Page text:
Hong Kong’s first fe­male leader a ‘tilted bridge’ over trou­bled wa­ter

Kuwait Times - - INTERNATIONAL -

Car­rie Lam, who was sworn in as Hong Kong’s first fe­male leader yes­ter­day, is a for­mer stu­dent ac­tivist who climbed the rungs of the civil ser­vice over 36 years, and a tough, ca­pa­ble and pos­si­bly di­vi­sive Bei­jing­backed leader. Lam, most re­cently Hong Kong’s num­ber two of­fi­cial, has to unify the Chi­nese-ruled city as pub­lic re­sent­ment swells at Bei­jing’s grow­ing in­ter­fer­ence in its af­fairs de­spite be­ing promised a high de­gree of au­ton­omy.

She also has to rein­vig­o­rate the econ­omy and ad­dress grow­ing so­cial inequal­i­ties and high prop­erty prices, is­sues Chi­nese Pres­i­dent Xi Jin­ping high­lighted at her swear­ing-in cer­e­mony. Sev­eral sources who have worked with Lam say she’s in­tel­li­gent, hard-work­ing and able to push con­tro­ver­sial gov­ern­ment poli­cies, earn­ing her the trust of Bei­jing fac­tions who strongly lob­bied for votes on her be­half when she was cho­sen in March.

But her hard­line and pro-Bei­jing ten­den­cies, say crit­ics and op­po­si­tion democrats, risk sow­ing fur­ther so­cial di­vi­sions in the for­mer Bri­tish colony that re­turned to China 20 years ago un­der a “one coun­try, two sys­tems” for­mula that guar­an­tees it wide-rang­ing free­doms. “Car­rie Lam ... is a night­mare for Hong Kong,” said stu­dent ac­tivist Joshua Wong in March, one of the lead­ers of the stu­dent-led “Um­brella Move­ment” protests in 2014 which blocked the streets for 79 days de­mand­ing full democ­racy.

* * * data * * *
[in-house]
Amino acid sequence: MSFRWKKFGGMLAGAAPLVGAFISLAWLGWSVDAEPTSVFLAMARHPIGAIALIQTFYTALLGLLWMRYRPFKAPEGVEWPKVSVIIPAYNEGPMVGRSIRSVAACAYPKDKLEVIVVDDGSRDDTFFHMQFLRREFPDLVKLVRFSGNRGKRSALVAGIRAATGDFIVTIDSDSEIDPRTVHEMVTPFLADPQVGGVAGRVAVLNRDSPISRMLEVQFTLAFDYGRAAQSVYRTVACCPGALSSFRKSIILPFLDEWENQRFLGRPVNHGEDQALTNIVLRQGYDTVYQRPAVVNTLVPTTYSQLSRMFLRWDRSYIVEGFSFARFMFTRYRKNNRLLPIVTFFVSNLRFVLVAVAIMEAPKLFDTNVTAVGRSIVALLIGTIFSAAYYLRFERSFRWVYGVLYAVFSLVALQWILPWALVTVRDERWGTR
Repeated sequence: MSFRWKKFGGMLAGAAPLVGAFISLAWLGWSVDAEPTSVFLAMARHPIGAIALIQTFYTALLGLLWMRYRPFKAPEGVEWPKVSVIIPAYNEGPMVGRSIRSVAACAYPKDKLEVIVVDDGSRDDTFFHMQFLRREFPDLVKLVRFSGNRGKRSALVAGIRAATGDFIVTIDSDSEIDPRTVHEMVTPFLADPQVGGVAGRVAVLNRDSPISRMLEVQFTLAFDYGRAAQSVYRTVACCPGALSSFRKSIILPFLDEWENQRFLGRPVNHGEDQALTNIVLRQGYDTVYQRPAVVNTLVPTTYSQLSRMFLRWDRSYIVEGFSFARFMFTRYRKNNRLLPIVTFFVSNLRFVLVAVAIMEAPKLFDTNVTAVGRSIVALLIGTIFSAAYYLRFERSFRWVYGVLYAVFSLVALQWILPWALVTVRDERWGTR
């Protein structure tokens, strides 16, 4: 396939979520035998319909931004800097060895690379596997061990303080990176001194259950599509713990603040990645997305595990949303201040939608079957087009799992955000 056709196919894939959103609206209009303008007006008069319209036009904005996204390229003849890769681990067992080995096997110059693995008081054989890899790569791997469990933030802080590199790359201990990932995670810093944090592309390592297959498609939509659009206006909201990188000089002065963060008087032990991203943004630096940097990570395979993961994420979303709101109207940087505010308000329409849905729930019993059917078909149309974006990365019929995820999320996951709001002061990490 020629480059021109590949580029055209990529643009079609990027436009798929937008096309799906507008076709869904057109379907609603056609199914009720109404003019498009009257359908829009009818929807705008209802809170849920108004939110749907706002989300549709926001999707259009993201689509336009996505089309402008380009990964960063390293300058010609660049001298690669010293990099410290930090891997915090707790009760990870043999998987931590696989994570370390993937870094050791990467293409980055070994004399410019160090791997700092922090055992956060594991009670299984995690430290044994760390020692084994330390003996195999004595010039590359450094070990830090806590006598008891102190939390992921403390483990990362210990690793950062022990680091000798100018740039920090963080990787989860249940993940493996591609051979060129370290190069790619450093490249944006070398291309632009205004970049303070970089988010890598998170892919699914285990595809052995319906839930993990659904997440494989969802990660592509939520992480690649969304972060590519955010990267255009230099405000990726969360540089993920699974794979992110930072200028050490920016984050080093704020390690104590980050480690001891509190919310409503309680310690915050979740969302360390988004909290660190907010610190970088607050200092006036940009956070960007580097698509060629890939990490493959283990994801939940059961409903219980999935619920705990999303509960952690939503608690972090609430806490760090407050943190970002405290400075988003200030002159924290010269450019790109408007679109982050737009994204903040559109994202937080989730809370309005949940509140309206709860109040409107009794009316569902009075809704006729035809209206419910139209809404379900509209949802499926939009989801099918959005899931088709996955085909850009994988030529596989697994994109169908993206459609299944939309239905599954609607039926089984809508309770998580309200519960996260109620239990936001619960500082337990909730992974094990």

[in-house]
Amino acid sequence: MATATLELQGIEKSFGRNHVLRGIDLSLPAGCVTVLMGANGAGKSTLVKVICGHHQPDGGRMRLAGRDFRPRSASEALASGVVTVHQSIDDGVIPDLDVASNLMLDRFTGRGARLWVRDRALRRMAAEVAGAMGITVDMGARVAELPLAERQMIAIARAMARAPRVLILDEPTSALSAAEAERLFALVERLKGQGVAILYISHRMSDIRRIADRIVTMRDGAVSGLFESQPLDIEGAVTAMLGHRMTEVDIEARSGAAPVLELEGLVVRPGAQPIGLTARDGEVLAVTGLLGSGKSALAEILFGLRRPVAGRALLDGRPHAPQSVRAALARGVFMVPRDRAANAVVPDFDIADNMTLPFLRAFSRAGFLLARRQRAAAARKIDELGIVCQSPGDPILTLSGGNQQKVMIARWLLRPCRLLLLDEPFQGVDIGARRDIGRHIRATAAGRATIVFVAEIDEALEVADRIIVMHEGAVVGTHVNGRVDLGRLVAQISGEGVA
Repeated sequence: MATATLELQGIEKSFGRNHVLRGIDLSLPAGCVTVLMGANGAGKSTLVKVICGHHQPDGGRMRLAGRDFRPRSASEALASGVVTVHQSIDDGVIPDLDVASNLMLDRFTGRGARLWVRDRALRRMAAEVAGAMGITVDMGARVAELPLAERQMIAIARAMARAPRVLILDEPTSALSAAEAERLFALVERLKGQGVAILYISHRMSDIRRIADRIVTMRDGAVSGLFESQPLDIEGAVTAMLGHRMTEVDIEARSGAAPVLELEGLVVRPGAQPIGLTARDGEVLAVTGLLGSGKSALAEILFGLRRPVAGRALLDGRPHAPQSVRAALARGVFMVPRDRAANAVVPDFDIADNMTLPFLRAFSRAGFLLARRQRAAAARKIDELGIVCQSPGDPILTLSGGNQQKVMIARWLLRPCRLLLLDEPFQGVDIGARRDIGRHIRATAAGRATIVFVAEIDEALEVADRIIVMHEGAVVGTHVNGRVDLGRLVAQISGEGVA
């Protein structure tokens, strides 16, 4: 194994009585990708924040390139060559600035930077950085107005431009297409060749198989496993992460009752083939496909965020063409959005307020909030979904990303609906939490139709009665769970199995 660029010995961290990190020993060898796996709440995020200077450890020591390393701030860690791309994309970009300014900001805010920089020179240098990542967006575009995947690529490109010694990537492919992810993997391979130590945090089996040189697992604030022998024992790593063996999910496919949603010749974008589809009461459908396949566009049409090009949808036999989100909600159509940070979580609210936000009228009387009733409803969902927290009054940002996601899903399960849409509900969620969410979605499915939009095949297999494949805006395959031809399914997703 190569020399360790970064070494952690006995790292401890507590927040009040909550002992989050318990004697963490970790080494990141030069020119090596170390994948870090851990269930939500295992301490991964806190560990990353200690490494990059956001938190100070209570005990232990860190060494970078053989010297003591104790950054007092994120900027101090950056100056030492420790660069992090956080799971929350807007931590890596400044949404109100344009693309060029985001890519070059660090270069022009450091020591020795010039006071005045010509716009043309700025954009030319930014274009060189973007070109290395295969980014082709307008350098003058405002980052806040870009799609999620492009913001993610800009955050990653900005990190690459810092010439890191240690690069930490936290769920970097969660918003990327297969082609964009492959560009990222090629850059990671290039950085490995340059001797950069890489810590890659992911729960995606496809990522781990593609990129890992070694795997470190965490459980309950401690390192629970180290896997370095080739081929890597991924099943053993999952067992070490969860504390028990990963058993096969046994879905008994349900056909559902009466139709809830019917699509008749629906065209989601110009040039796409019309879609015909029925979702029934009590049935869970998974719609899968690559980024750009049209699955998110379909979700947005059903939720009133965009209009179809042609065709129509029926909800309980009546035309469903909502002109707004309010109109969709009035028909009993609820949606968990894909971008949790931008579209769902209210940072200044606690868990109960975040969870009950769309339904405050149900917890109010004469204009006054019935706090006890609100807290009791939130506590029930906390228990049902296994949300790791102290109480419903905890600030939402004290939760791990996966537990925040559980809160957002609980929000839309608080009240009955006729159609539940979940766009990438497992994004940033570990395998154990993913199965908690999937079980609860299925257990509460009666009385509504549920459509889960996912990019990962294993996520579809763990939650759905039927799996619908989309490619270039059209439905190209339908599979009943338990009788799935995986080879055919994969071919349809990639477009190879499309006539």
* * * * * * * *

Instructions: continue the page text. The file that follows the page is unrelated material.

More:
“The­o­ret­i­cally, the chief ex­ec­u­tive is a bridge be­tween the cen­tral gov­ern­ment and the Hong Kong peo­ple. But Lam will be a tilted bridge. She will only tell us what Bei­jing wants, and won’t re­flect what the peo­ple want to the com­mu­nist regime.” Lam, dubbed “the fighter” by me­dia, was once the most pop­u­lar of­fi­cial in the cabi­net of staunchly pro-Bei­jing for­mer chief ex­ec­u­tive, Le­ung Chun-ying, who in 2012 won a sim­i­lar elec­tion re­stricted to just 1,200 vot­ers. “Pick­ing Car­rie as chief sec­re­tary was Le­ung’s best ap­point­ment,” said a se­nior gov­ern­ment of­fi­cial who de­clined to be iden­ti­fied be­cause he was not au­tho­rized to speak to the me­dia. But she could also some­times be a “bully”, he added.

Lam’s pop­u­lar­ity be­gan to slip just as a younger gen­er­a­tion of pro­test­ers rose to promi­nence, and tum­bled fur­ther dur­ing the course of her elec­tion cam­paign this year. Her at­tempt to push through a planned Palace Mu­seum in Hong Kong, show­ing arte­facts from the mu­seum in Bei­jing’s For­bid­den City, was crit­i­cised for be­ing pre­sented as a done deal with­out pub­lic con­sul­ta­tion, high­light­ing what some de­scribe as her “au­to­cratic” style, ac­cord­ing to a source who knows her. —Reuters


HONG KONG: Hong Kong’s new Chief Ex­ec­u­tive Car­rie Lam (right) shakes hands with China’s Pres­i­dent Xi Jin­ping as he pre­pares to de­part from Hong Kong’s in­ter­na­tional air­port yes­ter­day.

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